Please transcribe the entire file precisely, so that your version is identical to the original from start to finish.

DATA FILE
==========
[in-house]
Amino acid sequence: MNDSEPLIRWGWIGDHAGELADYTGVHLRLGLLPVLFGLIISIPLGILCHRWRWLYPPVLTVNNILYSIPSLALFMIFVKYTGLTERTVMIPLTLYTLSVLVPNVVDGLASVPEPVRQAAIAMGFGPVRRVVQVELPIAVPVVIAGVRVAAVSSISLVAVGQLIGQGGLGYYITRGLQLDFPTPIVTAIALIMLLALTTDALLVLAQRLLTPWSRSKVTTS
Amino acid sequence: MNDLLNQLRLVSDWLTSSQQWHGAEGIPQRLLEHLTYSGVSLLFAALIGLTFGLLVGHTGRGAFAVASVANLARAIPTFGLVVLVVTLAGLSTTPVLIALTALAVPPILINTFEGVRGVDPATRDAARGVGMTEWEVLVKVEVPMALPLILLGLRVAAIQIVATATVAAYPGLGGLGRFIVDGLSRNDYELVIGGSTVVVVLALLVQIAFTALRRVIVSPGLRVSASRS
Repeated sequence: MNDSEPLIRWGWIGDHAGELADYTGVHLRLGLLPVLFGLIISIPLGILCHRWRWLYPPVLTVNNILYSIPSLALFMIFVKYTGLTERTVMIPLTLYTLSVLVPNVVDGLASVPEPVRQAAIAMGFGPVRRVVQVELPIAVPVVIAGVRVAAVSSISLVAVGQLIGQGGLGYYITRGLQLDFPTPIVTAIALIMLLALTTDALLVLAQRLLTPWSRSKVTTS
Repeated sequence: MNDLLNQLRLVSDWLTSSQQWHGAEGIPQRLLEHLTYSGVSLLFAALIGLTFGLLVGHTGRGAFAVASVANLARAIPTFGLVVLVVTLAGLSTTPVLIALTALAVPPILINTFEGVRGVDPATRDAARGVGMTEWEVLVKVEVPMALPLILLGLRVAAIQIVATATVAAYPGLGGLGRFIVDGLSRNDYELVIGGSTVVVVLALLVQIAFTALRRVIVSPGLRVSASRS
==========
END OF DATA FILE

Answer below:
[in-house]
Amino acid sequence: MNDSEPLIRWGWIGDHAGELADYTGVHLRLGLLPVLFGLIISIPLGILCHRWRWLYPPVLTVNNILYSIPSLALFMIFVKYTGLTERTVMIPLTLYTLSVLVPNVVDGLASVPEPVRQAAIAMGFGPVRRVVQVELPIAVPVVIAGVRVAAVSSISLVAVGQLIGQGGLGYYITRGLQLDFPTPIVTAIALIMLLALTTDALLVLAQRLLTPWSRSKVTTS
Amino acid sequence: MNDLLNQLRLVSDWLTSSQQWHGAEGIPQRLLEHLTYSGVSLLFAALIGLTFGLLVGHTGRGAFAVASVANLARAIPTFGLVVLVVTLAGLSTTPVLIALTALAVPPILINTFEGVRGVDPATRDAARGVGMTEWEVLVKVEVPMALPLILLGLRVAAIQIVATATVAAYPGLGGLGRFIVDGLSRNDYELVIGGSTVVVVLALLVQIAFTALRRVIVSPGLRVSASRS
Repeated sequence: MNDSEPLIRWGWIGDHAGELADYTGVHLRLGLLPVLFGLIISIPLGILCHRWRWLYPPVLTVNNILYSIPSLALFMIFVKYTGLTERTVMIPLTLYTLSVLVPNVVDGLASVPEPVRQAAIAMGFGPVRRVVQVELPIAVPVVIAGVRVAAVSSISLVAVGQLIGQGGLGYYITRGLQLDFPTPIVTAIALIMLLALTTDALLVLAQRLLTPWSRSKVTTS
Repeated sequence: MNDLLNQLRLVSDWLTSSQQWHGAEGIPQRLLEHLTYSGVSLLFAALIGLTFGLLVGHTGRGAFAVASVANLARAIPTFGLVVLVVTLAGLSTTPVLIALTALAVPPILINTFEGVRGVDPATRDAARGVGMTEWEVLVKVEVPMALPLILLGLRVAAIQIVATATVAAYPGLGGLGRFIVDGLSRNDYELVIGGSTVVVVLALLVQIAFTALRRVIVSPGLRVSASRS